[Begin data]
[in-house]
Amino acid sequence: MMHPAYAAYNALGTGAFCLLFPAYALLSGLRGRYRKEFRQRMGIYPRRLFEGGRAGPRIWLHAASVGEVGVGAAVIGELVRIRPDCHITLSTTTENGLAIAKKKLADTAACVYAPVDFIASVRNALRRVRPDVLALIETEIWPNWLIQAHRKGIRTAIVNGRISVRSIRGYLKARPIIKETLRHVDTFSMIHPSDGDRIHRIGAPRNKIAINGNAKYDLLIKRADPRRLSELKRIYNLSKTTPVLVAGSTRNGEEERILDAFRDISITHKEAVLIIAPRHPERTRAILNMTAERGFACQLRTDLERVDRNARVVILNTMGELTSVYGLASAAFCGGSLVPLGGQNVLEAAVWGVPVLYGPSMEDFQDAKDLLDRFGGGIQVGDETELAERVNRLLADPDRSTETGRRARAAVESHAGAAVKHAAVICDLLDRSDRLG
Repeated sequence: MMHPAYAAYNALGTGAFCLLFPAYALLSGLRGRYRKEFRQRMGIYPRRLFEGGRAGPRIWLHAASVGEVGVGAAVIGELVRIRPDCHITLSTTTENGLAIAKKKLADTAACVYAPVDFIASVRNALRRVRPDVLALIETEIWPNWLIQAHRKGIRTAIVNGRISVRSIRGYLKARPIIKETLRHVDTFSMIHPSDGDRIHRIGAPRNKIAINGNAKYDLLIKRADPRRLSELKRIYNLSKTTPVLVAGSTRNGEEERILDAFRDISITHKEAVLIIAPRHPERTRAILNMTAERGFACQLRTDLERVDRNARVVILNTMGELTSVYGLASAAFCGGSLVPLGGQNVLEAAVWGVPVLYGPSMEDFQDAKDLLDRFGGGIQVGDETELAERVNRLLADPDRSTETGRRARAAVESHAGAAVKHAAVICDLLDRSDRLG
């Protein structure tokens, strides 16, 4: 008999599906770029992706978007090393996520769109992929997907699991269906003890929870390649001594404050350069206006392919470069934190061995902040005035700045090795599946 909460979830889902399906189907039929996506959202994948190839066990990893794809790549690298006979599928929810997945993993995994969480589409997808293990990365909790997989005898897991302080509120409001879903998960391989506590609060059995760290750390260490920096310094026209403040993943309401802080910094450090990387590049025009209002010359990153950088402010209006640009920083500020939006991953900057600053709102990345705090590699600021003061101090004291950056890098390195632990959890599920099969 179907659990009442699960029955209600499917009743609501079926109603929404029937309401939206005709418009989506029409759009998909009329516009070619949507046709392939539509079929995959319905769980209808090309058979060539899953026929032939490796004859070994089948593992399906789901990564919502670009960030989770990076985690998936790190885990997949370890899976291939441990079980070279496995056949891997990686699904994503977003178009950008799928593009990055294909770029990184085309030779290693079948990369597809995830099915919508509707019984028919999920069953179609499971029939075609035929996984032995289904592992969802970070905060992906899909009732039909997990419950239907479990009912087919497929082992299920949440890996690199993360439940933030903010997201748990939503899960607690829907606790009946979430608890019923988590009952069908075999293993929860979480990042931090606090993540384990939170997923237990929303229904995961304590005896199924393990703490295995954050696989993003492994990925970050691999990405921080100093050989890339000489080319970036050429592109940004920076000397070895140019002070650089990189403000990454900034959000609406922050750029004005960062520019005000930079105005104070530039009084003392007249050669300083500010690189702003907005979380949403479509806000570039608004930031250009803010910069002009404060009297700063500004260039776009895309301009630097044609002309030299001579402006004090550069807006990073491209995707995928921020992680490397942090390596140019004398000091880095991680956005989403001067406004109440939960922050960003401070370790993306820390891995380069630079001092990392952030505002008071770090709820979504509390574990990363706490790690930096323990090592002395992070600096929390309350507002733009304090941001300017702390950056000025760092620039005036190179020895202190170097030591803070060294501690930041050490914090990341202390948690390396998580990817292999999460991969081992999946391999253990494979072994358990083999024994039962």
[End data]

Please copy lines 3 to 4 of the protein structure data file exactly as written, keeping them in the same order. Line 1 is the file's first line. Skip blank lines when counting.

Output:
Repeated sequence: MMHPAYAAYNALGTGAFCLLFPAYALLSGLRGRYRKEFRQRMGIYPRRLFEGGRAGPRIWLHAASVGEVGVGAAVIGELVRIRPDCHITLSTTTENGLAIAKKKLADTAACVYAPVDFIASVRNALRRVRPDVLALIETEIWPNWLIQAHRKGIRTAIVNGRISVRSIRGYLKARPIIKETLRHVDTFSMIHPSDGDRIHRIGAPRNKIAINGNAKYDLLIKRADPRRLSELKRIYNLSKTTPVLVAGSTRNGEEERILDAFRDISITHKEAVLIIAPRHPERTRAILNMTAERGFACQLRTDLERVDRNARVVILNTMGELTSVYGLASAAFCGGSLVPLGGQNVLEAAVWGVPVLYGPSMEDFQDAKDLLDRFGGGIQVGDETELAERVNRLLADPDRSTETGRRARAAVESHAGAAVKHAAVICDLLDRSDRLG
């Protein structure tokens, strides 16, 4: 008999599906770029992706978007090393996520769109992929997907699991269906003890929870390649001594404050350069206006392919470069934190061995902040005035700045090795599946 909460979830889902399906189907039929996506959202994948190839066990990893794809790549690298006979599928929810997945993993995994969480589409997808293990990365909790997989005898897991302080509120409001879903998960391989506590609060059995760290750390260490920096310094026209403040993943309401802080910094450090990387590049025009209002010359990153950088402010209006640009920083500020939006991953900057600053709102990345705090590699600021003061101090004291950056890098390195632990959890599920099969 179907659990009442699960029955209600499917009743609501079926109603929404029937309401939206005709418009989506029409759009998909009329516009070619949507046709392939539509079929995959319905769980209808090309058979060539899953026929032939490796004859070994089948593992399906789901990564919502670009960030989770990076985690998936790190885990997949370890899976291939441990079980070279496995056949891997990686699904994503977003178009950008799928593009990055294909770029990184085309030779290693079948990369597809995830099915919508509707019984028919999920069953179609499971029939075609035929996984032995289904592992969802970070905060992906899909009732039909997990419950239907479990009912087919497929082992299920949440890996690199993360439940933030903010997201748990939503899960607690829907606790009946979430608890019923988590009952069908075999293993929860979480990042931090606090993540384990939170997923237990929303229904995961304590005896199924393990703490295995954050696989993003492994990925970050691999990405921080100093050989890339000489080319970036050429592109940004920076000397070895140019002070650089990189403000990454900034959000609406922050750029004005960062520019005000930079105005104070530039009084003392007249050669300083500010690189702003907005979380949403479509806000570039608004930031250009803010910069002009404060009297700063500004260039776009895309301009630097044609002309030299001579402006004090550069807006990073491209995707995928921020992680490397942090390596140019004398000091880095991680956005989403001067406004109440939960922050960003401070370790993306820390891995380069630079001092990392952030505002008071770090709820979504509390574990990363706490790690930096323990090592002395992070600096929390309350507002733009304090941001300017702390950056000025760092620039005036190179020895202190170097030591803070060294501690930041050490914090990341202390948690390396998580990817292999999460991969081992999946391999253990494979072994358990083999024994039962």